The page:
The name comes from the word “endometrium,” which is the tissue that lines the uterus. During a woman’s regular menstrual cycle, this tissue builds up and is shed if she does not become pregnant. Women with endometriosis develop tissue that looks and acts like endometrial tissue outside the uterus, usually on other reproductive organs inside the pelvis or in the abdominal cavity. Each month, this misplaced tissue responds to the hormonal changes of the menstrual cycle by building up and breaking down just as the endometrium does, resulting in internal bleeding.
Unlike menstrual fluid from the uterus which is shed by the body, blood from the misplaced tissue has nowhere to go, resulting in the tissues surrounding the endometriosis becoming inflamed or swollen. This process can produce scar tissue around the area which may develop into lesions or growths. In some cases, particularly when an ovary is involved, the blood can become embedded in the tissue where it is located, forming blood blisters that may become surrounded by a fibrous cyst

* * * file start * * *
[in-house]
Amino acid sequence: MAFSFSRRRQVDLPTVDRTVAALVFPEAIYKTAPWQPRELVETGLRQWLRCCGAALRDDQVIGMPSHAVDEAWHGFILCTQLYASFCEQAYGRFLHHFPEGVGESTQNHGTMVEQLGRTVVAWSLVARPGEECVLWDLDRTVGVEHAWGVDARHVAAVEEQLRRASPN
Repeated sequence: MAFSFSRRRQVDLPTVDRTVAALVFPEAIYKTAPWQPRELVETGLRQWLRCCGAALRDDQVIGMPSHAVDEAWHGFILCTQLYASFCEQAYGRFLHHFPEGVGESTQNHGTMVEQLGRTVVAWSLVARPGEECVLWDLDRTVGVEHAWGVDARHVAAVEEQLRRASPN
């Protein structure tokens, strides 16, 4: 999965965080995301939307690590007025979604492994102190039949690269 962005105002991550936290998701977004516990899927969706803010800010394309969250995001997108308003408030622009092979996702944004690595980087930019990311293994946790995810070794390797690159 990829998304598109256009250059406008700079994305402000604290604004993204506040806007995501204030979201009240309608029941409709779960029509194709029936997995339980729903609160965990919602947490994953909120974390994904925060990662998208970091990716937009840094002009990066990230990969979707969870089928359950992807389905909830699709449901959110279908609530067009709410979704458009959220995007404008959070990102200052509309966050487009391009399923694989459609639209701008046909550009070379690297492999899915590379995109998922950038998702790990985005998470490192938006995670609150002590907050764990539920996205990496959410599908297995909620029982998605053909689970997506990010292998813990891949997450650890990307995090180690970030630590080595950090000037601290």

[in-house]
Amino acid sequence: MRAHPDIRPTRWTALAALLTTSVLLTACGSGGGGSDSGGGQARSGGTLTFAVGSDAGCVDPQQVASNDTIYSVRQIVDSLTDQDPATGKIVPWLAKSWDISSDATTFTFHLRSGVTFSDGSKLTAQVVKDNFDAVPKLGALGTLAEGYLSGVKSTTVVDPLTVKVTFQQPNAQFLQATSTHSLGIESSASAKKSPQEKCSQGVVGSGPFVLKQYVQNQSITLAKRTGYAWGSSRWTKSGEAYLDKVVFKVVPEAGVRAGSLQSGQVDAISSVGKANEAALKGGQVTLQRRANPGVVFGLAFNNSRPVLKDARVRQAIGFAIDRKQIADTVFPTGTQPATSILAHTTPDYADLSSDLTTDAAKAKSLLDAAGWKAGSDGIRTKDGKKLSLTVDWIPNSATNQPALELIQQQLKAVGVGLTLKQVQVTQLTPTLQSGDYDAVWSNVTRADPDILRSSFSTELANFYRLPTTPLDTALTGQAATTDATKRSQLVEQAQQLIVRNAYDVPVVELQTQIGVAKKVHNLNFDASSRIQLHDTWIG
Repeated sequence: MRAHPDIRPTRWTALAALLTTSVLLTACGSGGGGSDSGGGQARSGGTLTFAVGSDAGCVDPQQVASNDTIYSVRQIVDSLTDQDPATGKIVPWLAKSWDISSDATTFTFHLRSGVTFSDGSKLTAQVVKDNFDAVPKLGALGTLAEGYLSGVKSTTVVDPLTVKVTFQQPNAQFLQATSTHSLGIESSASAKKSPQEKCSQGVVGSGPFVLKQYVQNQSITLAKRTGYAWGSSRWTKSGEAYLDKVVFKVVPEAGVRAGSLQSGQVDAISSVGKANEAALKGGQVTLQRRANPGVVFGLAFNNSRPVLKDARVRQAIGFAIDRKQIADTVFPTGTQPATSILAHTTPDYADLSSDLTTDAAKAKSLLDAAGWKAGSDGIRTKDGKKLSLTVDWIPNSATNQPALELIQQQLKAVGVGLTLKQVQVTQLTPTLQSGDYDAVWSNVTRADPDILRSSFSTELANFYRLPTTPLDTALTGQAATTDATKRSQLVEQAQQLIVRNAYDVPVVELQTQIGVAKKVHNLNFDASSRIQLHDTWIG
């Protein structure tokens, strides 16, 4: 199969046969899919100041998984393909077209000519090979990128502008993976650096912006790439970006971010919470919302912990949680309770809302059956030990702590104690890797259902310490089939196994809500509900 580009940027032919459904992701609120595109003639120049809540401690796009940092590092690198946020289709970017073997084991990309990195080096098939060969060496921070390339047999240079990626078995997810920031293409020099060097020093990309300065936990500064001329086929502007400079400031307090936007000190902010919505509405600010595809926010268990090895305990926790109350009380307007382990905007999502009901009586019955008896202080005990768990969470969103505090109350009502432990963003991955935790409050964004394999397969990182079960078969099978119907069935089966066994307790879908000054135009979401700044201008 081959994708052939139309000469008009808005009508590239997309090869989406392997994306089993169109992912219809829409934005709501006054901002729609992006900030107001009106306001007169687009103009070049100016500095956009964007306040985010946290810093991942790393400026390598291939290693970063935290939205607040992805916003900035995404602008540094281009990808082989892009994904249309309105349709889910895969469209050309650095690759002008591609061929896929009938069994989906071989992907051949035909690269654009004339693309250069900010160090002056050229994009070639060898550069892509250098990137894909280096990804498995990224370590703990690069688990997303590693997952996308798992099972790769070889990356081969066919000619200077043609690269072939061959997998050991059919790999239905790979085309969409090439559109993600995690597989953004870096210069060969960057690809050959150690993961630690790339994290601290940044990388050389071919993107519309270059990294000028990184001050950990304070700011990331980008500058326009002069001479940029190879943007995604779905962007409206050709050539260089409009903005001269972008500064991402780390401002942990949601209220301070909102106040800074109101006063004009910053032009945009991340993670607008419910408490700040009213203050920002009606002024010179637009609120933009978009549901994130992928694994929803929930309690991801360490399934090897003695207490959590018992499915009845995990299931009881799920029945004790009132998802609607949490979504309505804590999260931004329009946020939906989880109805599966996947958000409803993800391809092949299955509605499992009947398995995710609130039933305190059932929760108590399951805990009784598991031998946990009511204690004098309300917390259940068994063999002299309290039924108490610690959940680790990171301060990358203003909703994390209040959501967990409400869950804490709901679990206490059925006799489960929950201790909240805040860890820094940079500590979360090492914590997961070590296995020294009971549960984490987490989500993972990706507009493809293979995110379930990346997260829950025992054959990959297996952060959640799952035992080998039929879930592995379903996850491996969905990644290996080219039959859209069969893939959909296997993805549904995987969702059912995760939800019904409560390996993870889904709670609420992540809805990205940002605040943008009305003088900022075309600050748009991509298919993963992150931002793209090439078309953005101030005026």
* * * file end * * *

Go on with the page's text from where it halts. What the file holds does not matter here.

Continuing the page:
Treatment for endometriosis:
Specific treatment for endometriosis will be determined by your physician based on:
your overall health and medical history
extent of the disease
your tolerance for specific medications, procedures, or therapies